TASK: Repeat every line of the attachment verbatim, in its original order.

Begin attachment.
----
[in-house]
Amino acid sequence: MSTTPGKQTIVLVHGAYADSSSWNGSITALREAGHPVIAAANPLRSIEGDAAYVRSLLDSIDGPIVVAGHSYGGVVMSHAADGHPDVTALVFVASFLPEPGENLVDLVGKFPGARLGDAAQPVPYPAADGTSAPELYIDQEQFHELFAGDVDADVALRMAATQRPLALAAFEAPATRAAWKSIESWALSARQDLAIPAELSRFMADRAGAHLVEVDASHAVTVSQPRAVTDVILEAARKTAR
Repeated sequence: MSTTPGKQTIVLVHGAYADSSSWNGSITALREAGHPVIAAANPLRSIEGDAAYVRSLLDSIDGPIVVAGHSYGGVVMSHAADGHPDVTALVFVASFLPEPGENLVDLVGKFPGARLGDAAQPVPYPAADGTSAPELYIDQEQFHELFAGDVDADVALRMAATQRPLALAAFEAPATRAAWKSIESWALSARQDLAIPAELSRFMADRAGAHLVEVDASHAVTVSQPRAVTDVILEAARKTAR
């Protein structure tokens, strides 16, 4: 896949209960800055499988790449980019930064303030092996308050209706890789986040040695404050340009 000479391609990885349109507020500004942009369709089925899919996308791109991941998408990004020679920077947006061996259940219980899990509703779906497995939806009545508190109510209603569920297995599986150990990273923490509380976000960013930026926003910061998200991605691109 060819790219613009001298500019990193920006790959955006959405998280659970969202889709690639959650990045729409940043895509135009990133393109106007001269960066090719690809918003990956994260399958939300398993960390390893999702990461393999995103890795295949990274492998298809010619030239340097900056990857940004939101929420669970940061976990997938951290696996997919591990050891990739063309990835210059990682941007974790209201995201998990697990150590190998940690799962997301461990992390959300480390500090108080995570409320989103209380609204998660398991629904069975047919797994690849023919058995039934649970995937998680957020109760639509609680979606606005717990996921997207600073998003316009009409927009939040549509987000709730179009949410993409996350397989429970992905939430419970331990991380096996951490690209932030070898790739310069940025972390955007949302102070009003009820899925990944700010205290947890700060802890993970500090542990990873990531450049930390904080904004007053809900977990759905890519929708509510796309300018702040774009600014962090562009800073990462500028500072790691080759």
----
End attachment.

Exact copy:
[in-house]
Amino acid sequence: MSTTPGKQTIVLVHGAYADSSSWNGSITALREAGHPVIAAANPLRSIEGDAAYVRSLLDSIDGPIVVAGHSYGGVVMSHAADGHPDVTALVFVASFLPEPGENLVDLVGKFPGARLGDAAQPVPYPAADGTSAPELYIDQEQFHELFAGDVDADVALRMAATQRPLALAAFEAPATRAAWKSIESWALSARQDLAIPAELSRFMADRAGAHLVEVDASHAVTVSQPRAVTDVILEAARKTAR
Repeated sequence: MSTTPGKQTIVLVHGAYADSSSWNGSITALREAGHPVIAAANPLRSIEGDAAYVRSLLDSIDGPIVVAGHSYGGVVMSHAADGHPDVTALVFVASFLPEPGENLVDLVGKFPGARLGDAAQPVPYPAADGTSAPELYIDQEQFHELFAGDVDADVALRMAATQRPLALAAFEAPATRAAWKSIESWALSARQDLAIPAELSRFMADRAGAHLVEVDASHAVTVSQPRAVTDVILEAARKTAR
């Protein structure tokens, strides 16, 4: 896949209960800055499988790449980019930064303030092996308050209706890789986040040695404050340009 000479391609990885349109507020500004942009369709089925899919996308791109991941998408990004020679920077947006061996259940219980899990509703779906497995939806009545508190109510209603569920297995599986150990990273923490509380976000960013930026926003910061998200991605691109 060819790219613009001298500019990193920006790959955006959405998280659970969202889709690639959650990045729409940043895509135009990133393109106007001269960066090719690809918003990956994260399958939300398993960390390893999702990461393999995103890795295949990274492998298809010619030239340097900056990857940004939101929420669970940061976990997938951290696996997919591990050891990739063309990835210059990682941007974790209201995201998990697990150590190998940690799962997301461990992390959300480390500090108080995570409320989103209380609204998660398991629904069975047919797994690849023919058995039934649970995937998680957020109760639509609680979606606005717990996921997207600073998003316009009409927009939040549509987000709730179009949410993409996350397989429970992905939430419970331990991380096996951490690209932030070898790739310069940025972390955007949302102070009003009820899925990944700010205290947890700060802890993970500090542990990873990531450049930390904080904004007053809900977990759905890519929708509510796309300018702040774009600014962090562009800073990462500028500072790691080759």